Underwriters have exercised their option to purchase another 5.4 million shares at the original IPO price of $21 per share—a smart decision, given that shares of Dropbox (NASDAQ: DBX) closed at $30.85 on Wednesday.
For the San Francisco-based company, parting with the additional shares means it has raised a total of $869 million in the IPO. That number rises to a little over $969 million when taking into account the roughly 4.8 million shares Dropbox sold to Salesforce Ventures in a concurrent private placement. Altogether, Dropbox received $776.7 million in gross proceeds via the IPO and Salesforce sale, while stockholders who sold their shares brought in $192.7 million.
With the additional purchase, Dropbox, which was one of the most valuable private companies in the US before it went public, is valued at about $12.3 billion, per a PitchBook estimate. That's a big jump up from the $9.2 billion the company was worth on a fully diluted basis in its IPO on March 23.
Taking advantage of the so-called greenshoe option, which allows underwriters to procure and sell more shares to investors than originally planned if demand is high, is fairly common in public offerings. We've taken a quick look at other big-name tech companies that have granted underwriters the option to purchase additional shares in the weeks following their public offerings.
Three companies that have exercised the greenshoe option—and one that won't
In what was arguably the most high-profile IPO of 2017, Snap raised $3.4 billion by selling 200 million shares. The Snapchat parent then sold an additional 30 million shares at its IPO price of $17 per share to its underwriters, pushing the total amount raised to just about $3.9 billion.When it went public in 2013, Twitter raised $1.8 billion by selling 70 million shares at $26 each. But the micro-blogging company also sold 10.5 million shares to its underwriters after the fact, raising $273 million more and pushing the total amount raised to more than $2 billion.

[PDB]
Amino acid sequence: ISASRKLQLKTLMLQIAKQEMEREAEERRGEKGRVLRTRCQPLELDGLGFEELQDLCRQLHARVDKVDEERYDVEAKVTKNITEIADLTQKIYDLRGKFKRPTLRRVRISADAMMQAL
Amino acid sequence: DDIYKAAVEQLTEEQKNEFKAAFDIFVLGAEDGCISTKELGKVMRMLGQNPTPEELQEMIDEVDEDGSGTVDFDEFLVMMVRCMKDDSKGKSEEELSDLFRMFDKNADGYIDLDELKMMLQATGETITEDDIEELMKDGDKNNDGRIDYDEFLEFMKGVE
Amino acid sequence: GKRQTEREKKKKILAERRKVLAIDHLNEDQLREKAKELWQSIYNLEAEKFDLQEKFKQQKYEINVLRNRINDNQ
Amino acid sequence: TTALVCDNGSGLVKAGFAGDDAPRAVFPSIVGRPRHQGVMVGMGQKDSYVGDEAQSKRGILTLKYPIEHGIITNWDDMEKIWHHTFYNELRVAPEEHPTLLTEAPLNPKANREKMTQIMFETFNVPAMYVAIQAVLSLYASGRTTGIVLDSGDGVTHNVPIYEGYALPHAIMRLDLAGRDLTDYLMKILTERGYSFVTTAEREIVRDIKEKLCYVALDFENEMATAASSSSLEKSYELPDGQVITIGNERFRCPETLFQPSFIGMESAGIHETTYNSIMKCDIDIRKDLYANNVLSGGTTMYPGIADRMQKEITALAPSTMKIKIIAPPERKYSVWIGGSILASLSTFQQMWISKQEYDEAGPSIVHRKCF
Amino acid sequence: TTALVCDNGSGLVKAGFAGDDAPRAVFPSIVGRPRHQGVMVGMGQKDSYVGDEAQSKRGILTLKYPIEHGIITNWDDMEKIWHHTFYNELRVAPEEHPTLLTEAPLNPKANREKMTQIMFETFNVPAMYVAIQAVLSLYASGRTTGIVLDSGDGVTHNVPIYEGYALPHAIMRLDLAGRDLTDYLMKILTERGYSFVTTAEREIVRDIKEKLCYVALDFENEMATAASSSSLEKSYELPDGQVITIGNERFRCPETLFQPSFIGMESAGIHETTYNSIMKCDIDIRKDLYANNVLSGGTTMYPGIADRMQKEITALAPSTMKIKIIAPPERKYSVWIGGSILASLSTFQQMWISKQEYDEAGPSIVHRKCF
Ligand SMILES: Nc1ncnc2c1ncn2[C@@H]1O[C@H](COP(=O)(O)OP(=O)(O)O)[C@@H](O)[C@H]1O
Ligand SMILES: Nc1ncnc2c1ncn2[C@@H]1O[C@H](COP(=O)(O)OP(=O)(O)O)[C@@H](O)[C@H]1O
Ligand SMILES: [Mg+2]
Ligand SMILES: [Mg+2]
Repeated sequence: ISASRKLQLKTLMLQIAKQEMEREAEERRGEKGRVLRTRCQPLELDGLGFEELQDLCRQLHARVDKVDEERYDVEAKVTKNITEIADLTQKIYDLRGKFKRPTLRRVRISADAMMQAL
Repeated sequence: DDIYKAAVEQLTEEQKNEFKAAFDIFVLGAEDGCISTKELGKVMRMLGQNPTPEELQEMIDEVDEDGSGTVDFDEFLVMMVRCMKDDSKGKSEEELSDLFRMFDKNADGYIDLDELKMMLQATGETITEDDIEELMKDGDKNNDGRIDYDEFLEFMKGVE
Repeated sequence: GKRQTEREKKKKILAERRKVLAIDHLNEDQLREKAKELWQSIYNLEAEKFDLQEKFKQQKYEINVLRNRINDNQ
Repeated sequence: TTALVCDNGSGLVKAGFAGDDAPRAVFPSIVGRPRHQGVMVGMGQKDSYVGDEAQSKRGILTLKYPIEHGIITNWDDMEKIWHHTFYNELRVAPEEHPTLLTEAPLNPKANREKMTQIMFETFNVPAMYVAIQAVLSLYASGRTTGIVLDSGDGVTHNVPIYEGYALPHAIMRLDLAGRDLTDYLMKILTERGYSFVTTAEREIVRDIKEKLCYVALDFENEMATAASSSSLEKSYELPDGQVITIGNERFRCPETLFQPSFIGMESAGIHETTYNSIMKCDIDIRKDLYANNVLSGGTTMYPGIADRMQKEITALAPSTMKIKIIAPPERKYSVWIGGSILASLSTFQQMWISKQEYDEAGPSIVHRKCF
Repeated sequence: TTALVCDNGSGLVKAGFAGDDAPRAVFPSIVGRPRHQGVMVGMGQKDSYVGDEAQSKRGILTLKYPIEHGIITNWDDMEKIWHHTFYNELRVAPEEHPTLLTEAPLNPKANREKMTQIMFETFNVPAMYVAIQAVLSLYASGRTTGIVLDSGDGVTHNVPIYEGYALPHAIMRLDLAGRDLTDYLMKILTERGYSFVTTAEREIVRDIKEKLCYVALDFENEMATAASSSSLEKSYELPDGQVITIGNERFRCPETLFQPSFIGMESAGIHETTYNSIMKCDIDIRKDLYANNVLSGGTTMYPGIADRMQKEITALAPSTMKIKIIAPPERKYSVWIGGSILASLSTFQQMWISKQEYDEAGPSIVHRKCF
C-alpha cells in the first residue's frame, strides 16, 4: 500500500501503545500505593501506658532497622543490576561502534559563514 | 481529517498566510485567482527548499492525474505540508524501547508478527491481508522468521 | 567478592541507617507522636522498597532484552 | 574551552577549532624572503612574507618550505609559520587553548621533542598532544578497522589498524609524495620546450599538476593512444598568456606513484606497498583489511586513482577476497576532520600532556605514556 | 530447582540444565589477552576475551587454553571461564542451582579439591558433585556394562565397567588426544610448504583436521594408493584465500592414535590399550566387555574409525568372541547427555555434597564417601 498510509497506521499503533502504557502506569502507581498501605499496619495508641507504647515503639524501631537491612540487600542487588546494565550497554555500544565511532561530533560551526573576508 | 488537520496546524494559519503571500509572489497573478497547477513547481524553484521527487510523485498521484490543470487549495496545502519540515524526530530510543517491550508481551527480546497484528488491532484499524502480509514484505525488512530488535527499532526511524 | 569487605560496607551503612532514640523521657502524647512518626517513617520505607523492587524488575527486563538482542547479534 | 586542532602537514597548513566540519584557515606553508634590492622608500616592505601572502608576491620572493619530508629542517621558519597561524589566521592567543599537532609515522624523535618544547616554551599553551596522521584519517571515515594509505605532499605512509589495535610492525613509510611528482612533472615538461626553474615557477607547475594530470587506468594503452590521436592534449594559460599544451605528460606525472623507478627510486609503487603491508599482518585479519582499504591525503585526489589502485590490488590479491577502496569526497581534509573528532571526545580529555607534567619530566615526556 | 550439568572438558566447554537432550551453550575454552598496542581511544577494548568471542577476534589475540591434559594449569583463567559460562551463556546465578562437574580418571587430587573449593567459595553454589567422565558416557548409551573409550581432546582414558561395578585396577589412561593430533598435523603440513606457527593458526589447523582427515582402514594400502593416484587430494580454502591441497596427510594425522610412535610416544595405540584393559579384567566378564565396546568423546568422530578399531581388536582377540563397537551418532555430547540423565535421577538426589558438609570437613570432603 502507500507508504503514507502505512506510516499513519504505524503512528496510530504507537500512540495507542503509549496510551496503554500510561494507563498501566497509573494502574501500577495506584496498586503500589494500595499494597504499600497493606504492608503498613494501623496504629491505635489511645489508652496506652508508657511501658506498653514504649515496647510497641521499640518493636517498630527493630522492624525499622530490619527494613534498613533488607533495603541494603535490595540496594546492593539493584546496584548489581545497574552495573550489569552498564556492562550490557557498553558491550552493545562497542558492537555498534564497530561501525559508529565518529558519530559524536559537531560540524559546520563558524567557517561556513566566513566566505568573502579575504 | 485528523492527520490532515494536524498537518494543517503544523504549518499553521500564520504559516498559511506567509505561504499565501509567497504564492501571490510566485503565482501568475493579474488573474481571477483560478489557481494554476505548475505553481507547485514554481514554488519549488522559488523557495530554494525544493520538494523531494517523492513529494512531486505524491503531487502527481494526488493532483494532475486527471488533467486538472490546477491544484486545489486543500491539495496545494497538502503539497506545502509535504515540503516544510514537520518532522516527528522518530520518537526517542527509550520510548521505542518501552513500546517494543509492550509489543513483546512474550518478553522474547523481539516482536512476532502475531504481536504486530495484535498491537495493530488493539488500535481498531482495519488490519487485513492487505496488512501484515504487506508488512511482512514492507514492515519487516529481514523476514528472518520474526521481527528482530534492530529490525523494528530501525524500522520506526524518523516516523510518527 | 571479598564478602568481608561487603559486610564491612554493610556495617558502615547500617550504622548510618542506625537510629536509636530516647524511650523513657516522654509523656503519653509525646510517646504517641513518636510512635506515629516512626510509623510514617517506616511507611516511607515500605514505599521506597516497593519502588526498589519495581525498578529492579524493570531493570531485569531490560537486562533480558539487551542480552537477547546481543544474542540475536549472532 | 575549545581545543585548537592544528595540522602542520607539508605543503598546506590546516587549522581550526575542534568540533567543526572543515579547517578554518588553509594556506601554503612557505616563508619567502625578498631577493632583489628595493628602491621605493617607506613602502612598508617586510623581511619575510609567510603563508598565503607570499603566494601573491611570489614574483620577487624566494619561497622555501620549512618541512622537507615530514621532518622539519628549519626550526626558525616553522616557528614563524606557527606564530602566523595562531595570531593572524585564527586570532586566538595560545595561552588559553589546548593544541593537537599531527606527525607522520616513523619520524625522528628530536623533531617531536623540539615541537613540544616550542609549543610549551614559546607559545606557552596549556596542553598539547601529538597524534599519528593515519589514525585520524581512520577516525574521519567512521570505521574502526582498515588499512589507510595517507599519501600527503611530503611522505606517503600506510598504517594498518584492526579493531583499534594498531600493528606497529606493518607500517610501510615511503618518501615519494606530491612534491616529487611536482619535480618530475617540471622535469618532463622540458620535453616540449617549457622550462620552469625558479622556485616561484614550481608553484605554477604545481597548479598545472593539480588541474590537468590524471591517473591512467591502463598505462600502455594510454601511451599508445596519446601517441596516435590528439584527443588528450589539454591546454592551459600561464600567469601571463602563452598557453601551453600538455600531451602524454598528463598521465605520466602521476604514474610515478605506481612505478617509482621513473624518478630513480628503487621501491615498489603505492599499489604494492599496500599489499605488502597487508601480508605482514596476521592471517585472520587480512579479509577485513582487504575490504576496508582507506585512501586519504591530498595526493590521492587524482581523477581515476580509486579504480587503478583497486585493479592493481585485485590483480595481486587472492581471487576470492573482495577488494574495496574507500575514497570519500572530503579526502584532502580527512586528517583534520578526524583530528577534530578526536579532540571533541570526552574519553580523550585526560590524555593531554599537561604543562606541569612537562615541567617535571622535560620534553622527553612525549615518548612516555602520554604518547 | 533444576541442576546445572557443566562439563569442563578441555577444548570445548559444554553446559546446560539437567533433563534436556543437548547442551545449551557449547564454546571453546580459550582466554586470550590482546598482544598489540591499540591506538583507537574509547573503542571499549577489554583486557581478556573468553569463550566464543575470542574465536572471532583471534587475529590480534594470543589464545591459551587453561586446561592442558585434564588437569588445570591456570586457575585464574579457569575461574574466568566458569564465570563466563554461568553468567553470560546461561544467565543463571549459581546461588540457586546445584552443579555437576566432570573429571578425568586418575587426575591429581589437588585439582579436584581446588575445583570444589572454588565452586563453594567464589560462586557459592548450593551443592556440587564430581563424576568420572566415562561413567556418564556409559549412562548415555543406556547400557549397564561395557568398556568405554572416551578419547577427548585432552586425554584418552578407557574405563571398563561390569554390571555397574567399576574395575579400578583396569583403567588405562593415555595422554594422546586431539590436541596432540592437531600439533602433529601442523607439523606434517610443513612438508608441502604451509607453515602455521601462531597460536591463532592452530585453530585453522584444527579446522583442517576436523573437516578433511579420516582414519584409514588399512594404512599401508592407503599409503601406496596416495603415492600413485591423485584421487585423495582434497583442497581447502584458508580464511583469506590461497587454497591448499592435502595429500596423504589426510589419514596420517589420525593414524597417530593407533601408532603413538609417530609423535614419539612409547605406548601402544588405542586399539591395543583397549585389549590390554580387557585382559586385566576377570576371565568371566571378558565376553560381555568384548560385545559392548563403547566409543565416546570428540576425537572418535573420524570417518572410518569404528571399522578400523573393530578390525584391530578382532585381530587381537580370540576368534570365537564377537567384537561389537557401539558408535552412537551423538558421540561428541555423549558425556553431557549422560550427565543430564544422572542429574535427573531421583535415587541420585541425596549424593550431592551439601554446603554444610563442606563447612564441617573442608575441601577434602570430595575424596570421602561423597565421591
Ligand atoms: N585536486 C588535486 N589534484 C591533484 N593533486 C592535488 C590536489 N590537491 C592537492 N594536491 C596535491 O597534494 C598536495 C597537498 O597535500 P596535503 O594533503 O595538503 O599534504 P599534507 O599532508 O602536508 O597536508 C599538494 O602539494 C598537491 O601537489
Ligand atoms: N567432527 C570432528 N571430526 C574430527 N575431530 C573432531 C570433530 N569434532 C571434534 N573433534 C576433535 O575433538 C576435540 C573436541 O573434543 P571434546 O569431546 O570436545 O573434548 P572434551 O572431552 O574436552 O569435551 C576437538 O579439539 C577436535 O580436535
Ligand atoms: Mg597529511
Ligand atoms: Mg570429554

Facebook conducted one of the biggest IPOs ever back in 2012, but it was also a good example of a major greenshoe event. The social media giant went public by selling 421 million shares at $38 each, raising an incredible $16 billion. Then underwriters purchased 63 million additional shares at the same price, raising another $2.4 billion.
Spotify, the other high-profile VC-backed company that's gone public this year, won't see a greenshoe option at work. Because the music streaming company went public via a direct listing, it doesn't have underwriters, thus eliminating any chance that additional shares will be sold.
Related read: A brief history of Dropbox [datagraphic]